The Coalition to Stop Gun Violence has an "insurrectionism timeline" of incendiary speech and violent acts related to gun violence in the U.S. Because of the group dealing specifically with gun violence, they leave out some of the more creative non-gun-related rhetoric, like Glenn Beck's wanting to beat Charlie Rangel to death with a shovel, but it's still quite illustrative. (And yes, this list existed well before the Arizona shooting -- though it's now been updated to include it, of course.)

I'll just go ahead and close with Rep. Giffords' own words on violent rhetoric back in March 2010 -- I think you'll find them as relevant as they are eerily prescient:

“Are you afraid? Are you fearful today?”

“You know, I’m not. We’ve had hundreds and hundreds of protesters over the course of the last several months. Our office corner has really become an area where the Tea Party movement congregates. And the rhetoric is incredibly heated. Not just the calls, but the emails, the slurs. So things have really gotten spun up. But you gotta think about it. Our democracy is a light, a beacon really around the world, because we effect change at the ballot box, and not because of these outbursts — of violence in certain cases, and the yelling, and it’s just … you know, change is important, it’s a part of our process, but it’s really important that we focus on the fact that we have a democratic process.”

“I think it’s important for all leaders, not just leaders of the Republican Party or the Democratic Party … community leaders, figures in our community to say, ‘Look, we can’t stand for this.’ I mean, this is a situation where people really need to realize that the rhetoric, and firing people up, and even things … For example, we’re on Sarah Palin’s targeted list, but the thing is, the way she has it depicted has the crosshairs of a gunsight over our district. And when people do that, they’ve gotta realize there’s consequences to that action.”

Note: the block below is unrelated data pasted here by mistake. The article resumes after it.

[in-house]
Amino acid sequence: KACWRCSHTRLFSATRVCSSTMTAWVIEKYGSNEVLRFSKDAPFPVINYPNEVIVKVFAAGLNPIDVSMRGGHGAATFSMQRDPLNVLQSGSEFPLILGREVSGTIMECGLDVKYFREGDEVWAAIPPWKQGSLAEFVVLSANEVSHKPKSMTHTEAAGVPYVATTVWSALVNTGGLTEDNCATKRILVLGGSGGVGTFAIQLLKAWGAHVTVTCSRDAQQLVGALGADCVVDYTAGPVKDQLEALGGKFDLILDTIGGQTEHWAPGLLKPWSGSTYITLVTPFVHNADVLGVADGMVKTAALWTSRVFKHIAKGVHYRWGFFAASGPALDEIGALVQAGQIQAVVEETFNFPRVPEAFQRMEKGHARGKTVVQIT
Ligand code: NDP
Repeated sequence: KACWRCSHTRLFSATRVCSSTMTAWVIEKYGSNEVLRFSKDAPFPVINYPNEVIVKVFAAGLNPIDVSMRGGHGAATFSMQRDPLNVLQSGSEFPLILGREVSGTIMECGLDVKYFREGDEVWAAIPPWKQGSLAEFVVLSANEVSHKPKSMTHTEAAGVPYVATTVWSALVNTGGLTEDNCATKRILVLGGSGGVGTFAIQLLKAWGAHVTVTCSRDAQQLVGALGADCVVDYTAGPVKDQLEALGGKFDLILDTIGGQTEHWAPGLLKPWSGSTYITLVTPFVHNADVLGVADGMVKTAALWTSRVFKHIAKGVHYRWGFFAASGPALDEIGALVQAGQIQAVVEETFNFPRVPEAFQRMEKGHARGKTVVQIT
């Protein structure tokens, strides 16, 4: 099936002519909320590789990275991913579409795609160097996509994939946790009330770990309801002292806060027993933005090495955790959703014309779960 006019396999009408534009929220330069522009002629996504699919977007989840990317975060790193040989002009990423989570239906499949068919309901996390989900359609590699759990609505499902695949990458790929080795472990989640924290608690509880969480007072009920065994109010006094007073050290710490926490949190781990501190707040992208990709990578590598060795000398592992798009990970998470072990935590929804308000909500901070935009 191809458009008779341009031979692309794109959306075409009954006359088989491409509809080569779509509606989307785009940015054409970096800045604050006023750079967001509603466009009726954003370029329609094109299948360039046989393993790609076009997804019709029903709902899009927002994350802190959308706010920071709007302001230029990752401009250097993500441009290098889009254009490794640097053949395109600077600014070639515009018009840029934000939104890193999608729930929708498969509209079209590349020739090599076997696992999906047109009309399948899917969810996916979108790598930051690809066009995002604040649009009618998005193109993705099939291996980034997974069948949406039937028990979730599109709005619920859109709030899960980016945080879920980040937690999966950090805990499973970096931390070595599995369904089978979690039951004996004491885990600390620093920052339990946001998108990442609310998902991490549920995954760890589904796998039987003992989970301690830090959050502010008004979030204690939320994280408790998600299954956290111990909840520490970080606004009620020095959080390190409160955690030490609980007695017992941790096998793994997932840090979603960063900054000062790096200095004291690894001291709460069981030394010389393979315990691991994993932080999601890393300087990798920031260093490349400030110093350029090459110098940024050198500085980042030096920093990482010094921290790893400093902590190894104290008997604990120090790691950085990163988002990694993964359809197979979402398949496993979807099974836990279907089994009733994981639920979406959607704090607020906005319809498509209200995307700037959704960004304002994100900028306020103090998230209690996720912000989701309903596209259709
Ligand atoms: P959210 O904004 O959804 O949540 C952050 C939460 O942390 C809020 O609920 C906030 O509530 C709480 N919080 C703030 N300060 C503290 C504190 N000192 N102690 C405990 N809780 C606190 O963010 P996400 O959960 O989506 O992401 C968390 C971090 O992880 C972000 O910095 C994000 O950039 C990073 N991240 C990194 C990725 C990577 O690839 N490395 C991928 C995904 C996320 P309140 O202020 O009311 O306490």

“In the years that some of my colleagues have served, twenty, thirty years, they’ve never seen it like this. We have to work out our problems by negotiating, working together, hopefully Democrats and Republicans.”

question

Texas Blue,

My name is Barbara O’Brien and I am a political blogger. Just had a question about your blog and couldn’t find an email—please get back to me as soon as you can (barbaraobrien(at)maacenter.org)

Thanks,
Barbara

Still at it?

Is Texas Blue still alive?

We've been going through some

We've been going through some serious reorganization for the past little while, but look to us starting anew a little closer to the election, possibly in a slightly different format

Actually Arizona has less gun

Actually Arizona has less gun violence than all other 'liberal' states. Aaron Kocourek

Wrong.

Can you cite any reputable source of data for your assertion? Because I can -- and the Bureau of Justice statistics say Arizona has the 9th highest per capita gun homicide rate in the nation. In fact, there are *no* deep-blue states anywhere in the top ten on that list -- there are three swing states, and the other 7 are all solidly red. So, sorry, the "liberal" states pretty much kick Arizona's butt as far as gun violence goes. You're just pushing another popular conservative urban myth trying to redefine the truth. (Or, as others have put it, "once again, reality has a well-known liberal bias.")